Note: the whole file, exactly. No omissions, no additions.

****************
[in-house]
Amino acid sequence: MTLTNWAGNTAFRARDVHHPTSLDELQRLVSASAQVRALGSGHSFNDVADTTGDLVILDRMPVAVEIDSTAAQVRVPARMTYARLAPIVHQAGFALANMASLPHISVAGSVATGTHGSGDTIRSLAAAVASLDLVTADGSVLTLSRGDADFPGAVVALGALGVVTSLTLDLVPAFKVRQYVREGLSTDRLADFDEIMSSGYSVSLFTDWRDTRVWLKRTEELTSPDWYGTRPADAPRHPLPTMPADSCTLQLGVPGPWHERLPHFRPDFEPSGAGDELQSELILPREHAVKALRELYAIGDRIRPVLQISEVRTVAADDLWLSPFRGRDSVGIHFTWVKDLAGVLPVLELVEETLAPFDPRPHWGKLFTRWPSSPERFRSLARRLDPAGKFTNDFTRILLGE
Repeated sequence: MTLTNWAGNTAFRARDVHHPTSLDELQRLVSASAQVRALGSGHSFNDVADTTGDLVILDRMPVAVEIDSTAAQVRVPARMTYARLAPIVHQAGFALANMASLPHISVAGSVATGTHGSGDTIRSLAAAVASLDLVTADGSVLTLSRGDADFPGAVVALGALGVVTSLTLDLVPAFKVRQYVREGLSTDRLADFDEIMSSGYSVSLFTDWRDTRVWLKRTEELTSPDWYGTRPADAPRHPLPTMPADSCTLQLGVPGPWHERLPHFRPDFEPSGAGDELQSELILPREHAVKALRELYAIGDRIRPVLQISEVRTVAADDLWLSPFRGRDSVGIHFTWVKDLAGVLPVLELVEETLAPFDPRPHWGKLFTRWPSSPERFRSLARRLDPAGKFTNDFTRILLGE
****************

[in-house]
Amino acid sequence: MTLTNWAGNTAFRARDVHHPTSLDELQRLVSASAQVRALGSGHSFNDVADTTGDLVILDRMPVAVEIDSTAAQVRVPARMTYARLAPIVHQAGFALANMASLPHISVAGSVATGTHGSGDTIRSLAAAVASLDLVTADGSVLTLSRGDADFPGAVVALGALGVVTSLTLDLVPAFKVRQYVREGLSTDRLADFDEIMSSGYSVSLFTDWRDTRVWLKRTEELTSPDWYGTRPADAPRHPLPTMPADSCTLQLGVPGPWHERLPHFRPDFEPSGAGDELQSELILPREHAVKALRELYAIGDRIRPVLQISEVRTVAADDLWLSPFRGRDSVGIHFTWVKDLAGVLPVLELVEETLAPFDPRPHWGKLFTRWPSSPERFRSLARRLDPAGKFTNDFTRILLGE
Repeated sequence: MTLTNWAGNTAFRARDVHHPTSLDELQRLVSASAQVRALGSGHSFNDVADTTGDLVILDRMPVAVEIDSTAAQVRVPARMTYARLAPIVHQAGFALANMASLPHISVAGSVATGTHGSGDTIRSLAAAVASLDLVTADGSVLTLSRGDADFPGAVVALGALGVVTSLTLDLVPAFKVRQYVREGLSTDRLADFDEIMSSGYSVSLFTDWRDTRVWLKRTEELTSPDWYGTRPADAPRHPLPTMPADSCTLQLGVPGPWHERLPHFRPDFEPSGAGDELQSELILPREHAVKALRELYAIGDRIRPVLQISEVRTVAADDLWLSPFRGRDSVGIHFTWVKDLAGVLPVLELVEETLAPFDPRPHWGKLFTRWPSSPERFRSLARRLDPAGKFTNDFTRILLGE